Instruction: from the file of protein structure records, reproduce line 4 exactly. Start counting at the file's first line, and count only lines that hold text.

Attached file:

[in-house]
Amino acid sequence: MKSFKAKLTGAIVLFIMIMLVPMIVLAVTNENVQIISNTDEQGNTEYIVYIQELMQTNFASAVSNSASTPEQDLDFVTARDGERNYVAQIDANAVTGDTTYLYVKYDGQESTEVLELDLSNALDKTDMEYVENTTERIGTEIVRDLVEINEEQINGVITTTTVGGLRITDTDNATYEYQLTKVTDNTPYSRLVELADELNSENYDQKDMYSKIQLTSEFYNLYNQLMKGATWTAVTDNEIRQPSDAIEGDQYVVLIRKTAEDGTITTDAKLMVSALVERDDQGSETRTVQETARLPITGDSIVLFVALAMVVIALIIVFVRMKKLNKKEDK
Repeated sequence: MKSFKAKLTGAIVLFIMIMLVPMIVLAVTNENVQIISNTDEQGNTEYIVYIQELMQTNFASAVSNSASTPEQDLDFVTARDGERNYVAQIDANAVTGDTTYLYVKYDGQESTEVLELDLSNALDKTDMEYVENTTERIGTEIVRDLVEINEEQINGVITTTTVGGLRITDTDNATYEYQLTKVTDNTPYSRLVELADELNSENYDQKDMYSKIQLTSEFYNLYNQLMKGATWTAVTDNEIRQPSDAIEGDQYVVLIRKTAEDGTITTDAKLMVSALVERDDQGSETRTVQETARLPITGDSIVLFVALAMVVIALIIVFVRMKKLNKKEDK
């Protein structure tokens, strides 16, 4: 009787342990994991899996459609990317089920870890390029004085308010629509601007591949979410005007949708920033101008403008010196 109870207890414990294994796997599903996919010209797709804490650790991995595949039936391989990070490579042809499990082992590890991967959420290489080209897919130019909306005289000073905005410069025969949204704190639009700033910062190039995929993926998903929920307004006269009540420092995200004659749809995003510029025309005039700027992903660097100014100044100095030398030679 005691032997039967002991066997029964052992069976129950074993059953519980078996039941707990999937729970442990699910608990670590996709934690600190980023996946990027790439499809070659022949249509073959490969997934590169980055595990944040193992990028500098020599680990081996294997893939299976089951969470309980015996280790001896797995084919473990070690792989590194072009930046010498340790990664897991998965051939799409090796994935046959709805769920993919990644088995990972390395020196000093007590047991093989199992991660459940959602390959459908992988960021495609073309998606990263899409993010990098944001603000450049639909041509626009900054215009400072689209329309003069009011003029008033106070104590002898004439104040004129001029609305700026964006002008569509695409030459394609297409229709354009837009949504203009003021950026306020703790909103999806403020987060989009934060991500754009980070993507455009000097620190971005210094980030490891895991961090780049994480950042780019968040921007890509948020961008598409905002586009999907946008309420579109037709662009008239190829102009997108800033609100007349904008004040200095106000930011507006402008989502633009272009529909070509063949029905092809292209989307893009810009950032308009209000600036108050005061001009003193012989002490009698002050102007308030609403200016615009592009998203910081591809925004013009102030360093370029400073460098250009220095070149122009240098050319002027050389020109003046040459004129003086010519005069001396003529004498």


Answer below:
């Protein structure tokens, strides 16, 4: 009787342990994991899996459609990317089920870890390029004085308010629509601007591949979410005007949708920033101008403008010196 109870207890414990294994796997599903996919010209797709804490650790991995595949039936391989990070490579042809499990082992590890991967959420290489080209897919130019909306005289000073905005410069025969949204704190639009700033910062190039995929993926998903929920307004006269009540420092995200004659749809995003510029025309005039700027992903660097100014100044100095030398030679 005691032997039967002991066997029964052992069976129950074993059953519980078996039941707990999937729970442990699910608990670590996709934690600190980023996946990027790439499809070659022949249509073959490969997934590169980055595990944040193992990028500098020599680990081996294997893939299976089951969470309980015996280790001896797995084919473990070690792989590194072009930046010498340790990664897991998965051939799409090796994935046959709805769920993919990644088995990972390395020196000093007590047991093989199992991660459940959602390959459908992988960021495609073309998606990263899409993010990098944001603000450049639909041509626009900054215009400072689209329309003069009011003029008033106070104590002898004439104040004129001029609305700026964006002008569509695409030459394609297409229709354009837009949504203009003021950026306020703790909103999806403020987060989009934060991500754009980070993507455009000097620190971005210094980030490891895991961090780049994480950042780019968040921007890509948020961008598409905002586009999907946008309420579109037709662009008239190829102009997108800033609100007349904008004040200095106000930011507006402008989502633009272009529909070509063949029905092809292209989307893009810009950032308009209000600036108050005061001009003193012989002490009698002050102007308030609403200016615009592009998203910081591809925004013009102030360093370029400073460098250009220095070149122009240098050319002027050389020109003046040459004129003086010519005069001396003529004498």